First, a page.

Knox County Schools (KCS) approved a dual enrollment course from East Tennessee State University (ETSU) that has historically taught Critical Race Theory. The KCS board of education approved the course offering, “SOWK 1030: Cultural Diversity,” as part of a larger list of ETSU dual enrollment courses during their meeting last week.
The course is characterized as pre-professional social work curriculum focused on social justice topics such as “diversity within diversity,” referring to intersectionality – a concept coined by preeminent Critical Race Theory scholar Kimberlé Crenshaw.
The required textbooks listed for fall 2020/spring 2021, “Multicultural Social Work Practice: A Competency-based Approach to Diversity and Social Justice,” discussed Critical Race Theory at length.
Per the agreement, KCS must provide the course materials, online supplemental instruction, and administrative support for the ETSU instructor.
Introduces the knowledge necessary for social work practice with disadvantaged, marginalized, and oppressed groups and advances a philosophy that people come first and must be treated with dignity and respect. Issues of power, privilege, prejudice, discrimination, oppression, civil rights, historical and legal heritage, and contemporary news events are central course components. Opportunities are provided for examining personal values and beliefs and their impact on interactions with minority groups. Although several aspects of diversity are examined, the emphasis is on race, class, gender, ethnicity, and affectional orientation. Implications for sensitive, effective, and affirming practice with minority groups are examined.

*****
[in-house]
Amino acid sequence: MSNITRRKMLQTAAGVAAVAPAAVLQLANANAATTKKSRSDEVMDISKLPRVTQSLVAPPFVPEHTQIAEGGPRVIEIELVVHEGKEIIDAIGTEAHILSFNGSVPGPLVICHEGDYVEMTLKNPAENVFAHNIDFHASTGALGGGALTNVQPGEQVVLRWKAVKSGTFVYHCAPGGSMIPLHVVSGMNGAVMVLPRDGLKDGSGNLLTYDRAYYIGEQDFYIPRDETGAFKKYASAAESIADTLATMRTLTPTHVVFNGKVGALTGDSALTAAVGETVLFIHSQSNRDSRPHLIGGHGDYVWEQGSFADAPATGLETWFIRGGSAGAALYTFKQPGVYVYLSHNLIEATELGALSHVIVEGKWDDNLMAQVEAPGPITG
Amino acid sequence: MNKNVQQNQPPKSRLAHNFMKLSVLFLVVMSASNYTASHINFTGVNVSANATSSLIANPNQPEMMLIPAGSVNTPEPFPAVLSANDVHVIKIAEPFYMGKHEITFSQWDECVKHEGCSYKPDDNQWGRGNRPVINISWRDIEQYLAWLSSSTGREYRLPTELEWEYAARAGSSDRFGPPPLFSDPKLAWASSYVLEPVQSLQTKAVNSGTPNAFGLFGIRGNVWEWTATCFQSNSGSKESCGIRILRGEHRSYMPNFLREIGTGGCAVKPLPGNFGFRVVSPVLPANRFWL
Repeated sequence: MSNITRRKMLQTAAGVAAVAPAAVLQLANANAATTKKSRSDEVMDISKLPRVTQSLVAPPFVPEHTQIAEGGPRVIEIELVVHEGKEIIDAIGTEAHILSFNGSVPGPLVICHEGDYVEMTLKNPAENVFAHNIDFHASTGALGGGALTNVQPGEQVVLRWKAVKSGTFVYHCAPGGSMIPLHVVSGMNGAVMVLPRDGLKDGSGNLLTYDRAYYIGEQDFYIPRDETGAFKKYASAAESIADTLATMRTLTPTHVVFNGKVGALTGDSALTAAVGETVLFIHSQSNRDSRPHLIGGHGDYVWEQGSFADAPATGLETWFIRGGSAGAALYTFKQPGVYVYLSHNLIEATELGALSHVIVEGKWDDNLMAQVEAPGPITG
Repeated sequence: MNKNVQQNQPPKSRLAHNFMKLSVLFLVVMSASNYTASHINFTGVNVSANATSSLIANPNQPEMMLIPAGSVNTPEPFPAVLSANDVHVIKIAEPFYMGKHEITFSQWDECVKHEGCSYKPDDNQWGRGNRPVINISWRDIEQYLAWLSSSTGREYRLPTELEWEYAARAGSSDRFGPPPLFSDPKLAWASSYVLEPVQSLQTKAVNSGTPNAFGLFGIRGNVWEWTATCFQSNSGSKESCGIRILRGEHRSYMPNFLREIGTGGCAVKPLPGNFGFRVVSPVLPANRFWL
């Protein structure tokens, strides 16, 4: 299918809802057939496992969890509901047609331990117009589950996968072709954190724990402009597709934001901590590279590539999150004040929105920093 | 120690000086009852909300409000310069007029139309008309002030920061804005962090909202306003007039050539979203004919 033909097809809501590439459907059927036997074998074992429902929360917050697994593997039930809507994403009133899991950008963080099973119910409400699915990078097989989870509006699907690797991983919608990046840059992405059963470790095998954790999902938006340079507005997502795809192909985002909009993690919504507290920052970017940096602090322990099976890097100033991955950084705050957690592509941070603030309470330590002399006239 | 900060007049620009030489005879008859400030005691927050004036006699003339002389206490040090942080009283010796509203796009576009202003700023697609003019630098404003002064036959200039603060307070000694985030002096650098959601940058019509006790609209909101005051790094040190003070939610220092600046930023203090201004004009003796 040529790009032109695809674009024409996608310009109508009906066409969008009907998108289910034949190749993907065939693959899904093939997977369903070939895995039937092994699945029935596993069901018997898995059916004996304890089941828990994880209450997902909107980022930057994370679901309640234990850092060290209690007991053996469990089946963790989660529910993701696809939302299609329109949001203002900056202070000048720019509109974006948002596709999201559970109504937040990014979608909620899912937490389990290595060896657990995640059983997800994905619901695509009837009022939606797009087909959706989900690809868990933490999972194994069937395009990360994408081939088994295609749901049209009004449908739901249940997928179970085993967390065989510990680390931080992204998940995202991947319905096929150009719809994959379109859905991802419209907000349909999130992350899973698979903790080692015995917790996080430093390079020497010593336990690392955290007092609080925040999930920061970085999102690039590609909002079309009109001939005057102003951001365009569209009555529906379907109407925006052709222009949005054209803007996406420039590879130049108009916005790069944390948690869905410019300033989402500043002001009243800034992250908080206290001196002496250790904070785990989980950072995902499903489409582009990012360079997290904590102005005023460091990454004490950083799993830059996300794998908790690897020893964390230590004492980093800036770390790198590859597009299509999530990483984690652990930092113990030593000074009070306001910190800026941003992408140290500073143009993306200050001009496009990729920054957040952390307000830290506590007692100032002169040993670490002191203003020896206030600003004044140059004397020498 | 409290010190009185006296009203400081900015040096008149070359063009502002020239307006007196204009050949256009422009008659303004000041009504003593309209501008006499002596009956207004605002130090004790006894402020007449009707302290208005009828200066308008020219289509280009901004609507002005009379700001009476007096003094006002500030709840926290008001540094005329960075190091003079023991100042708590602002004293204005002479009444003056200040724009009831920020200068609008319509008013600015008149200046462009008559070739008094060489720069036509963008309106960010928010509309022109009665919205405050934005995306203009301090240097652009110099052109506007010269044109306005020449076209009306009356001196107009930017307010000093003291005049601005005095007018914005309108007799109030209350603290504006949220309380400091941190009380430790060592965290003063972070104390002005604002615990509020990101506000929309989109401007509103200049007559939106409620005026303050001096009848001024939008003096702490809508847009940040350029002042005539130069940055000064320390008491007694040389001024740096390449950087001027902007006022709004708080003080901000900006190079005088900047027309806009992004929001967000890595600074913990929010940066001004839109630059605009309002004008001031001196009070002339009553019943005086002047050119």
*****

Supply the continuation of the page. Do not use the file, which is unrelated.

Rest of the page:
In May, the Tennessee legislature banned K-12 schools from teaching Critical Race Theory.
The first of the course’s learning outcomes asked students how the “dominant social institutions in our society create and perpetuate privilege, prejudice, discrimination, oppression, inequality, and injustice.”
The course also required students to submit a role-playing essay, asking students to write a narrative from the perspective of historical individuals like “Harvey Milk fighting for gay rights” or characters such as “a woman with an unplanned, unwanted pregnancy, seeking an abortion prior to the Roe v. Wade decision.” Among those listed was Margaret Sanger, the eugenicist who founded Planned Parenthood with an explicit intent to eradicate the disabled and Black individuals. The syllabus asked students to write Sanger’s narrative as if they were “trying to take birth control to women to save their lives.”
It also required students to write an end-of-course reflection paper on awareness of themselves, including their own biases.
The Tennessee Star submitted an open records request to KCS last Friday for the most current version of the course syllabus. KCS hasn’t responded to our request as of press time.
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Corinne Murdock is a reporter at The Tennessee Star and the Star News Network. Follow her latest on Twitter, or email tips to email@example.com.
Photo “East Tennessee State University” by Smoke321. CC BY-SA 4.0.